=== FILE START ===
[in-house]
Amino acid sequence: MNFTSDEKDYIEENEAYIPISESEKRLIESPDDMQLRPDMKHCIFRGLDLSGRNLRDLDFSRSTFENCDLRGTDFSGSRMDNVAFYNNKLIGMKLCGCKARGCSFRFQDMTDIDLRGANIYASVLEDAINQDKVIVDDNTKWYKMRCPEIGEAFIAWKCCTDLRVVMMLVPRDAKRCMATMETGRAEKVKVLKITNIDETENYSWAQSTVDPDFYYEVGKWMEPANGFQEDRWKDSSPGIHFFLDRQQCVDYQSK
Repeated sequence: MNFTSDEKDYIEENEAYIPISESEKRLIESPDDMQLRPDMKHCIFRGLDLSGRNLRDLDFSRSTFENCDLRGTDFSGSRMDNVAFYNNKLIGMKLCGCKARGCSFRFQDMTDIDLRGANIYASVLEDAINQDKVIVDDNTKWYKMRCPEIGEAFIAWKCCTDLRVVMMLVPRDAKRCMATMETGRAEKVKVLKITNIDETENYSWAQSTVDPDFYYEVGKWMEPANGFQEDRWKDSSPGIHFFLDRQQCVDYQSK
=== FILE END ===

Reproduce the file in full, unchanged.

[in-house]
Amino acid sequence: MNFTSDEKDYIEENEAYIPISESEKRLIESPDDMQLRPDMKHCIFRGLDLSGRNLRDLDFSRSTFENCDLRGTDFSGSRMDNVAFYNNKLIGMKLCGCKARGCSFRFQDMTDIDLRGANIYASVLEDAINQDKVIVDDNTKWYKMRCPEIGEAFIAWKCCTDLRVVMMLVPRDAKRCMATMETGRAEKVKVLKITNIDETENYSWAQSTVDPDFYYEVGKWMEPANGFQEDRWKDSSPGIHFFLDRQQCVDYQSK
Repeated sequence: MNFTSDEKDYIEENEAYIPISESEKRLIESPDDMQLRPDMKHCIFRGLDLSGRNLRDLDFSRSTFENCDLRGTDFSGSRMDNVAFYNNKLIGMKLCGCKARGCSFRFQDMTDIDLRGANIYASVLEDAINQDKVIVDDNTKWYKMRCPEIGEAFIAWKCCTDLRVVMMLVPRDAKRCMATMETGRAEKVKVLKITNIDETENYSWAQSTVDPDFYYEVGKWMEPANGFQEDRWKDSSPGIHFFLDRQQCVDYQSK